The distribution of cases admitted in the ICU in this study contrast with that of Onyekwulu and Anya in Enugu where neurosurgical cases were the most common indication for admission, whereas postoperative cases were the lowest.[9] Although there are varying definitions of prolonged ICU stay, the average period adopted by most studies is 14 days, so prolonged stay is defined as stay of ≥14 days.[10] Prolonged stay is associated with increased cost of hospital care, increased resource utilization, and may also contribute to increased morbidity and mortality. Our data reveal that no patient had prolonged ICU stay during the period of the study. This is different from reports by Tobi et al., 2015 and Onyekwulu and Anya, who reported 5.4% and 1.3%, respectively, of their patients that had prolonged stays.[9] These findings are not surprising because ICU is a specialized ward for critically ill patients, and the moment patient feels better and his/her vital parameters normalize, he/she can be transferred to open ward, or even be discharged from the hospital.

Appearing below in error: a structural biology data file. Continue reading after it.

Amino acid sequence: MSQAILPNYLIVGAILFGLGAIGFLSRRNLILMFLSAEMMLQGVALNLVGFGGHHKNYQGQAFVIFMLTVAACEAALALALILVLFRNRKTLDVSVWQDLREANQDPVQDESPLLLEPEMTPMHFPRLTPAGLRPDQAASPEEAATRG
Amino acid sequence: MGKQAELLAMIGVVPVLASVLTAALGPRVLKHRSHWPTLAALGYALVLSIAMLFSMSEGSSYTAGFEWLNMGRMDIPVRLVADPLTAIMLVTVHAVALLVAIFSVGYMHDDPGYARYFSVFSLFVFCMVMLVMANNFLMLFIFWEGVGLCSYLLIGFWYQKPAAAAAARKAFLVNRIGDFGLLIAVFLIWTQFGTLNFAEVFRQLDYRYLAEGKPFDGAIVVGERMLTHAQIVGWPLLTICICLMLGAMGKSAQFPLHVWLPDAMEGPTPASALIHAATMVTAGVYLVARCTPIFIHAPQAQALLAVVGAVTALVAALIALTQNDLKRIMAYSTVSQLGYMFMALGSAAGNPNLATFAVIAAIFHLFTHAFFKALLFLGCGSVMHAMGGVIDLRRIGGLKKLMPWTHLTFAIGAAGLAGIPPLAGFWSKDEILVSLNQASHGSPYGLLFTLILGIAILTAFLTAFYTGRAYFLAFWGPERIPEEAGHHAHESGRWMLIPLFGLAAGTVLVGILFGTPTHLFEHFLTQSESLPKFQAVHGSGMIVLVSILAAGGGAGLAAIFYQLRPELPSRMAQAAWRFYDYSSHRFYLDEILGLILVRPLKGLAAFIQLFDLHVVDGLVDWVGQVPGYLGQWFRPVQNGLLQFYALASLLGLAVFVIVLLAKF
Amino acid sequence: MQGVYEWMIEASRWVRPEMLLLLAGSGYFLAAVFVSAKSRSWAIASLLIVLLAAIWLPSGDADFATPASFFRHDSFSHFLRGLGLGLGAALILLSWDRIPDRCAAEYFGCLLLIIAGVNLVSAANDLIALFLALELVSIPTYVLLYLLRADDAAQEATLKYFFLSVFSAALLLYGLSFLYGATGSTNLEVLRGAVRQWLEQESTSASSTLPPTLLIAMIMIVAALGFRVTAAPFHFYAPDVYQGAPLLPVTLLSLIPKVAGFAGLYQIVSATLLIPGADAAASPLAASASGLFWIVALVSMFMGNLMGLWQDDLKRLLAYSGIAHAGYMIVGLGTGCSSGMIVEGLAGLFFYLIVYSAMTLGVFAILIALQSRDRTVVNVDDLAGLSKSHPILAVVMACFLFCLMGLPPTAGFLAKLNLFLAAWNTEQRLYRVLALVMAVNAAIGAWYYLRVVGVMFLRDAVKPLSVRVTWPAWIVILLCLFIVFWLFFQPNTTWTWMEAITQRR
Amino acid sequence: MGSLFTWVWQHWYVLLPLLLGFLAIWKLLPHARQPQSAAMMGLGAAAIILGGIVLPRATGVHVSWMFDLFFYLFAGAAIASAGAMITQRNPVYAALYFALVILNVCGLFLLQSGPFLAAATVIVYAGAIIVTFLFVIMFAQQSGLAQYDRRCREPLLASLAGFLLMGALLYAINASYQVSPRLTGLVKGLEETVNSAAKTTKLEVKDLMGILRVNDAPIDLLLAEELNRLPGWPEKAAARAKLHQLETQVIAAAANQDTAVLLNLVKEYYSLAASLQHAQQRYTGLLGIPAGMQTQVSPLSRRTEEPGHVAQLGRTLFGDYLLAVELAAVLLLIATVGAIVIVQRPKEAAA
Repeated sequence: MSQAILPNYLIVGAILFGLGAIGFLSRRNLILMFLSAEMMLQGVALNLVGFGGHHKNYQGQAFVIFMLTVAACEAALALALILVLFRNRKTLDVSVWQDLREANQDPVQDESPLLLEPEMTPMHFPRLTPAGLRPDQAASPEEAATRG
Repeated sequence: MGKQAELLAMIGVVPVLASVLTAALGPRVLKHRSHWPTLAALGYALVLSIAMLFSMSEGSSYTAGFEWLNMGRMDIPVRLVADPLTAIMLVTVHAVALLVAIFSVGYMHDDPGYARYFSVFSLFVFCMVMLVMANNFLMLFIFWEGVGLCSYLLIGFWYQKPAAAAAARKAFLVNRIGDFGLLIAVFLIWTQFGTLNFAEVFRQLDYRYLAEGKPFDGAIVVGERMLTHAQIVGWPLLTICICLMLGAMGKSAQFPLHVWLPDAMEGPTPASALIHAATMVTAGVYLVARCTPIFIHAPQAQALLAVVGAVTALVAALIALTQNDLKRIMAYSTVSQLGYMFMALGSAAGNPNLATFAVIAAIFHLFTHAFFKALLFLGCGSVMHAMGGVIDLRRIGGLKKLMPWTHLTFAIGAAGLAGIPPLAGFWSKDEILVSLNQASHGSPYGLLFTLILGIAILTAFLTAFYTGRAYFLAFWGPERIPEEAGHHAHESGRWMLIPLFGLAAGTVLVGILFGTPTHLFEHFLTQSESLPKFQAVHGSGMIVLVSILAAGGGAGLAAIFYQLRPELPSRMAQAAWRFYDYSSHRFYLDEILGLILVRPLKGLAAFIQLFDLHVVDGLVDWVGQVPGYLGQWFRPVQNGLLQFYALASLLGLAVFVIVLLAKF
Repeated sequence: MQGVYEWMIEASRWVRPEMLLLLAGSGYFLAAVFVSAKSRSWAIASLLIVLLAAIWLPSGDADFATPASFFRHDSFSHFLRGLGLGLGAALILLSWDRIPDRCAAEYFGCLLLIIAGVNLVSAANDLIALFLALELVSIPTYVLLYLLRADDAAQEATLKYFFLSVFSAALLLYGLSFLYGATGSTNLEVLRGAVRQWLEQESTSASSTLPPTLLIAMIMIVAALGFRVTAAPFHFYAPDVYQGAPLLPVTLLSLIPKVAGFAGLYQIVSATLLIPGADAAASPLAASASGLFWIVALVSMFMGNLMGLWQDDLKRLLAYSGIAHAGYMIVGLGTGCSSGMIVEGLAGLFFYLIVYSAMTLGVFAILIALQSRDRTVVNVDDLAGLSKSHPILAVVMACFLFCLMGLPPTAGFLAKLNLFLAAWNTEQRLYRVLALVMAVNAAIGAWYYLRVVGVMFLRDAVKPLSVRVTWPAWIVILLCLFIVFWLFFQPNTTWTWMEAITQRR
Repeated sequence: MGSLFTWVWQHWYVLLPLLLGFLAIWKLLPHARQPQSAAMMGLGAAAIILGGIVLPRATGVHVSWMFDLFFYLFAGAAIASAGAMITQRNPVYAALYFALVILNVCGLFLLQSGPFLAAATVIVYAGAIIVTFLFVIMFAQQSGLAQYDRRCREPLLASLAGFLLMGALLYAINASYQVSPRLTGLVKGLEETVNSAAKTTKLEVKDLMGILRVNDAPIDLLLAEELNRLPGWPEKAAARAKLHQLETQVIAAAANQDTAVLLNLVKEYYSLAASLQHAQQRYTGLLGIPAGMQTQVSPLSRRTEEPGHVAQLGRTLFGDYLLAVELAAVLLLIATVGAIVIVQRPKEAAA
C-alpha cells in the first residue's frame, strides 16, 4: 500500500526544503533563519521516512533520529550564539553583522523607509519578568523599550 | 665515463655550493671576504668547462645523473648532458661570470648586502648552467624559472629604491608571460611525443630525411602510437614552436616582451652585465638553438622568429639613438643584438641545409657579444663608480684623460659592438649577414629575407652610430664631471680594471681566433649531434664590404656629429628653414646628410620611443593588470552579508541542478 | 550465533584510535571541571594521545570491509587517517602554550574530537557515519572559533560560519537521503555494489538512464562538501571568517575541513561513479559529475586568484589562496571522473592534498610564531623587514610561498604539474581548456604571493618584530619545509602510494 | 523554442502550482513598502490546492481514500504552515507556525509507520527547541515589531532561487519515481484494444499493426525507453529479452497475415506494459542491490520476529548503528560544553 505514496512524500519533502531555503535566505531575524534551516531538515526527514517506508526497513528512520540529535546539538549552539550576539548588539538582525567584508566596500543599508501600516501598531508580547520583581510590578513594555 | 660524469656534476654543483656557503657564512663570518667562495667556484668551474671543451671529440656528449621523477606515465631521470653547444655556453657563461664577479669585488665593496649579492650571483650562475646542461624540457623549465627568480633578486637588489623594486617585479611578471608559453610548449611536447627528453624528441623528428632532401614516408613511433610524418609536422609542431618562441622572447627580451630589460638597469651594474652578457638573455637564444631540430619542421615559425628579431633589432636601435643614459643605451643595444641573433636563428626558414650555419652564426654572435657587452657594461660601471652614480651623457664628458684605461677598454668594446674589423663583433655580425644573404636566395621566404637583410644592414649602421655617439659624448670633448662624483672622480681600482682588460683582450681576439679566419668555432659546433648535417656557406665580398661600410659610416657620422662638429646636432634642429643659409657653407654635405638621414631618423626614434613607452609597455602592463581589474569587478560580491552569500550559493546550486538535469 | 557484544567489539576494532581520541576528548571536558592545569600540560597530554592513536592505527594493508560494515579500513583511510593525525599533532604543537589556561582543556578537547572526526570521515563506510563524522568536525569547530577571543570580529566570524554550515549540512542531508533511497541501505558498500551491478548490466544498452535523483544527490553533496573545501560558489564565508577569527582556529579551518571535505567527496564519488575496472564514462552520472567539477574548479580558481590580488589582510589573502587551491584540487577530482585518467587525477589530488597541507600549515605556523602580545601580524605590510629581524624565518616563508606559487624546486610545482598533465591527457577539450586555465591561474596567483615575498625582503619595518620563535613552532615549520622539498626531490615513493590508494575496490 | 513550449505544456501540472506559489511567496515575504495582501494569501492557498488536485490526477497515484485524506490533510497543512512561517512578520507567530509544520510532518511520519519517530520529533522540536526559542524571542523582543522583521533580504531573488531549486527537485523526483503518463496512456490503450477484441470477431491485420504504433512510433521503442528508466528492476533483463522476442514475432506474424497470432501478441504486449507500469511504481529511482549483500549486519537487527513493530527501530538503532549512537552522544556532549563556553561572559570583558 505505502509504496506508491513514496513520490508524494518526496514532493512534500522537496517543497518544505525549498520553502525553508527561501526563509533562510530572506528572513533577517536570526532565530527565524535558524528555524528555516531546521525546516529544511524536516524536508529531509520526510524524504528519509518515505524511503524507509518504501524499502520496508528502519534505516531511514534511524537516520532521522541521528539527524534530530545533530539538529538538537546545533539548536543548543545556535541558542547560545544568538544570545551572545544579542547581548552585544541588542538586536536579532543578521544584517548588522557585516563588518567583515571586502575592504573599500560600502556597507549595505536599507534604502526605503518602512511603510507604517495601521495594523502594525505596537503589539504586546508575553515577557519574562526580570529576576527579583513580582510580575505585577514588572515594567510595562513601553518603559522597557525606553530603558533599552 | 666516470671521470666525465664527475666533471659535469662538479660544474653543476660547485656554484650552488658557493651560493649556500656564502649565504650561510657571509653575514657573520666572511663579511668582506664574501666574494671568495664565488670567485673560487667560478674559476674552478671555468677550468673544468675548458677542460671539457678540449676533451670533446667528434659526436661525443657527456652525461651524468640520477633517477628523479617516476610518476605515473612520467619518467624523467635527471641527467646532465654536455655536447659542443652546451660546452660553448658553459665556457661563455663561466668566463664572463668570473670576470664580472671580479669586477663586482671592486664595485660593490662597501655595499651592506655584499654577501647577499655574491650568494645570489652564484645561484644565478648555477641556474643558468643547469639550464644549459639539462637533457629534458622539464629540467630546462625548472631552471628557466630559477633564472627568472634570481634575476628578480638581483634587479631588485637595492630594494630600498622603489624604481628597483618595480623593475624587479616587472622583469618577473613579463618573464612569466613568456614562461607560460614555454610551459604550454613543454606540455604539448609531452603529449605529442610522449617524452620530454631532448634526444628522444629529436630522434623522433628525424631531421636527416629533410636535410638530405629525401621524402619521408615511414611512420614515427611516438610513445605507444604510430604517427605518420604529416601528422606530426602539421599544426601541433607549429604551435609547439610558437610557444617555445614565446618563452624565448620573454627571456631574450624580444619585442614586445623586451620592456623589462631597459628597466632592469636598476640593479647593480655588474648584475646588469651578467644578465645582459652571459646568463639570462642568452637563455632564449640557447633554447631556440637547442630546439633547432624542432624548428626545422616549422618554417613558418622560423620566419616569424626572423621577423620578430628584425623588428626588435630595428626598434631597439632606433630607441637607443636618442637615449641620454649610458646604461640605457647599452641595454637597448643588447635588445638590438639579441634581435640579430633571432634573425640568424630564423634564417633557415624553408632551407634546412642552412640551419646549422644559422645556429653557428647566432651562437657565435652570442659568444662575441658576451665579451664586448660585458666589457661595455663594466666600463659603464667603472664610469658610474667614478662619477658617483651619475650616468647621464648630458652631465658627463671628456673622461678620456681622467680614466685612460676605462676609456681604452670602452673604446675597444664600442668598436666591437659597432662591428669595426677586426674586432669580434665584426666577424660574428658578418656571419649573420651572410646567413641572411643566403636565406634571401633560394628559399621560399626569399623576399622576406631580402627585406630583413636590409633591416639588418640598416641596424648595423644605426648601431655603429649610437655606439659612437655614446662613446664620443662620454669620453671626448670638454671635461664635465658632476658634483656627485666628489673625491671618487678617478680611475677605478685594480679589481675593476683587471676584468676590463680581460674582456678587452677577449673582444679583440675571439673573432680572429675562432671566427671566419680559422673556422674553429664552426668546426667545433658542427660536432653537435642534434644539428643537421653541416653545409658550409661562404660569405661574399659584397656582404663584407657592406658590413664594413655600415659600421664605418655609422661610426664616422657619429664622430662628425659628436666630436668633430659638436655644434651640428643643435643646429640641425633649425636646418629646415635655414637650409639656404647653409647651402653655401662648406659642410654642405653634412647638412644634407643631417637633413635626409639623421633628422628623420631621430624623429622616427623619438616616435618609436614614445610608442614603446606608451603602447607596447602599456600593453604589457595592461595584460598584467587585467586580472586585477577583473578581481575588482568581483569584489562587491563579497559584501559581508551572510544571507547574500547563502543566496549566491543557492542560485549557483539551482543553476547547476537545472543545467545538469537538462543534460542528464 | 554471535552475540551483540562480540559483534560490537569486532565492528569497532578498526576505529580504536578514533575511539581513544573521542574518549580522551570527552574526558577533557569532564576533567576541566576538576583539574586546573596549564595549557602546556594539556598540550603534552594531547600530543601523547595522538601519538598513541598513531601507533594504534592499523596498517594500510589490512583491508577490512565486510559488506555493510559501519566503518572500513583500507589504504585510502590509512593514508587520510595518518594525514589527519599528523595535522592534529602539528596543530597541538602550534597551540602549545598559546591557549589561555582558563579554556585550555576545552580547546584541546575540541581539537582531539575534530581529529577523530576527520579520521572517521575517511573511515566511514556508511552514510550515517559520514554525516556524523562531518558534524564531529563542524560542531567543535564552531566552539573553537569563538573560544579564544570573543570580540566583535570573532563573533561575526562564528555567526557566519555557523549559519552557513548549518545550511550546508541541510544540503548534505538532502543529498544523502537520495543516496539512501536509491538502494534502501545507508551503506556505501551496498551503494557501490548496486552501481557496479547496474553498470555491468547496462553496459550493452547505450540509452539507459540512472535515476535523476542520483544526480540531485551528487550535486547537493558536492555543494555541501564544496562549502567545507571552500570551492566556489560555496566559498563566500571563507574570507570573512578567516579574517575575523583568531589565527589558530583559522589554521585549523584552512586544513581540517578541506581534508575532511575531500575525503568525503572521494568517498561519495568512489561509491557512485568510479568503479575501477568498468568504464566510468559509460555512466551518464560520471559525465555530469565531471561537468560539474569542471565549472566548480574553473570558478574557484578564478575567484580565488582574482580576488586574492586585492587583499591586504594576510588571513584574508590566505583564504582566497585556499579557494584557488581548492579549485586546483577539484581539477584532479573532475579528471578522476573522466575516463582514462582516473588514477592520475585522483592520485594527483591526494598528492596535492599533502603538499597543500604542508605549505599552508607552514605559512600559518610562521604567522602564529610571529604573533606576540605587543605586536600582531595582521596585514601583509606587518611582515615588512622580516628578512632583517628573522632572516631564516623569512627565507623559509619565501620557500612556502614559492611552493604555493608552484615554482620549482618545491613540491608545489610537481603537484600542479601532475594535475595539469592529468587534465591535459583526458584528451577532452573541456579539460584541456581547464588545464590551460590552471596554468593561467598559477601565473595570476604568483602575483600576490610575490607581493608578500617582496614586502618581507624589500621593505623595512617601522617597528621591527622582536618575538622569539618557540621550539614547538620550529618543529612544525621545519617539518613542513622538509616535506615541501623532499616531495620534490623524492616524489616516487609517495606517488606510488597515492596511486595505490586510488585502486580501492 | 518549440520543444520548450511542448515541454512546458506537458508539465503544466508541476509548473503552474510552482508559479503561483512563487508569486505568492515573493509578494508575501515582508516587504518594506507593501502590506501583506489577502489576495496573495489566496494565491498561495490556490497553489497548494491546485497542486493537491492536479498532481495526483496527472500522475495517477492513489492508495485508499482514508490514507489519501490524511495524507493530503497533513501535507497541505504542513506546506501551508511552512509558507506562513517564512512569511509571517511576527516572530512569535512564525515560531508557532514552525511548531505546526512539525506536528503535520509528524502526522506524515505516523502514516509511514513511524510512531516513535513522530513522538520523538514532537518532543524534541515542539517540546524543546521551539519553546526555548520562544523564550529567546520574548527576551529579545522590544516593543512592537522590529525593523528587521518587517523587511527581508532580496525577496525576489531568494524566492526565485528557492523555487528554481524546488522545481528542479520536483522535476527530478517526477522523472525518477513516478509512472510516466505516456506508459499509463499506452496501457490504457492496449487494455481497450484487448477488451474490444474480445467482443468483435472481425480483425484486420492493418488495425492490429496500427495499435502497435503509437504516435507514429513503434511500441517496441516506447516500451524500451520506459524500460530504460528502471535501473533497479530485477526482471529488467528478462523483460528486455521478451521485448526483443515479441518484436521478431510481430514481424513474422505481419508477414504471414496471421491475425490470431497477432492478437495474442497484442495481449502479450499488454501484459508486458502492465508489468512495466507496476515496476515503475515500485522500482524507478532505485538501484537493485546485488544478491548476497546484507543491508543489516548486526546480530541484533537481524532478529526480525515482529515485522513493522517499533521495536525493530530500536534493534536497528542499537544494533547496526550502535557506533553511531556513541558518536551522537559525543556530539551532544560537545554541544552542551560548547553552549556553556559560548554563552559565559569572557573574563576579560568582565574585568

The absence of any relationship between the duration of stay in ICU with outcome in this study agrees with the findings of Tobi and Amadasun, 2015 in Benin City, South-south Nigeria, and Williams et al.[10],[11] This can be explained by the fact that we practice immediate transfer of patients to the open ward when the vital parameters normalize, so the practice can significantly shorten the duration of stay. Our study also indicates that there is no relationship between the age and sex of the participants with indication for admission and outcome. These findings are similar with the studies of Higgins et al. and Tobi and Amadasun.[10],[12] This can be explained by the fact that admission into ICU is based on the critical nature of the condition and does not rely on the age or sex of the patient.

The high proportion of patients with anemia in this study is an expected finding owing to high poverty rate in Northern Nigeria, so nutritional anemia is not an unexpected finding here. Anemia has been reported as a common problem in ICU patients and associated with poor outcome and numerous factors have been attributed to it which include frequent blood sampling for various tests such as arterial blood gases and other laboratories, blood loss due to trauma or surgery preceding admission to ICU, diminished responsiveness of bone marrow precursors to cells to erythropoietin, and nutrients deficiency, among others.[4],[13] Vincent et al., 2002 reported a prevalence of anemia in ICU patients at 33% which is higher than what we obtained in our study.[14]